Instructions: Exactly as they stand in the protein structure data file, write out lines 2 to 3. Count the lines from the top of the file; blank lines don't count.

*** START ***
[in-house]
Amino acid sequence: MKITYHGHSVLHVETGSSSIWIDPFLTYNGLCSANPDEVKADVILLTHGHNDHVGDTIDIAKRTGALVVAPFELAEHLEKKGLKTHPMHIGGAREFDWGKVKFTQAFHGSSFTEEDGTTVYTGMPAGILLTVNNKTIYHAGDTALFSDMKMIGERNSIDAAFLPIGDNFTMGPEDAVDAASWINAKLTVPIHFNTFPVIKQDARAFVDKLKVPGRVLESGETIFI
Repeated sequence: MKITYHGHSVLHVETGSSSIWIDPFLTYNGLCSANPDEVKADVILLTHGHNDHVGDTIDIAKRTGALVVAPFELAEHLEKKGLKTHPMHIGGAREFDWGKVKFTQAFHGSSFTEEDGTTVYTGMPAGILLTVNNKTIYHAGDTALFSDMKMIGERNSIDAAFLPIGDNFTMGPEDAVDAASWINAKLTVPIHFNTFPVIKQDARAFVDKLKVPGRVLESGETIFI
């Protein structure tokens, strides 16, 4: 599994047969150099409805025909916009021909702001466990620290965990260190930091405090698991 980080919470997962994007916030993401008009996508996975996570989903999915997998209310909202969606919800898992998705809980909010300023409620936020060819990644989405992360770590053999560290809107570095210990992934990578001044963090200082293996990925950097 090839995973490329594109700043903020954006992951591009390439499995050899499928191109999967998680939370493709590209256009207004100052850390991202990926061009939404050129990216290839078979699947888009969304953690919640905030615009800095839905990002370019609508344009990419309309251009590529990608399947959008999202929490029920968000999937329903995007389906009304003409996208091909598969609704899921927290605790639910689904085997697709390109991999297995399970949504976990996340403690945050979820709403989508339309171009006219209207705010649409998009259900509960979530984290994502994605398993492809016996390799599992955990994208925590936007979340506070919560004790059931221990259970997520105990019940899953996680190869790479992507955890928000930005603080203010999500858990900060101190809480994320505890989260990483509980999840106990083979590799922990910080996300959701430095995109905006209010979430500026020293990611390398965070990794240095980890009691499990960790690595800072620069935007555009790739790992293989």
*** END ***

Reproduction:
Amino acid sequence: MKITYHGHSVLHVETGSSSIWIDPFLTYNGLCSANPDEVKADVILLTHGHNDHVGDTIDIAKRTGALVVAPFELAEHLEKKGLKTHPMHIGGAREFDWGKVKFTQAFHGSSFTEEDGTTVYTGMPAGILLTVNNKTIYHAGDTALFSDMKMIGERNSIDAAFLPIGDNFTMGPEDAVDAASWINAKLTVPIHFNTFPVIKQDARAFVDKLKVPGRVLESGETIFI
Repeated sequence: MKITYHGHSVLHVETGSSSIWIDPFLTYNGLCSANPDEVKADVILLTHGHNDHVGDTIDIAKRTGALVVAPFELAEHLEKKGLKTHPMHIGGAREFDWGKVKFTQAFHGSSFTEEDGTTVYTGMPAGILLTVNNKTIYHAGDTALFSDMKMIGERNSIDAAFLPIGDNFTMGPEDAVDAASWINAKLTVPIHFNTFPVIKQDARAFVDKLKVPGRVLESGETIFI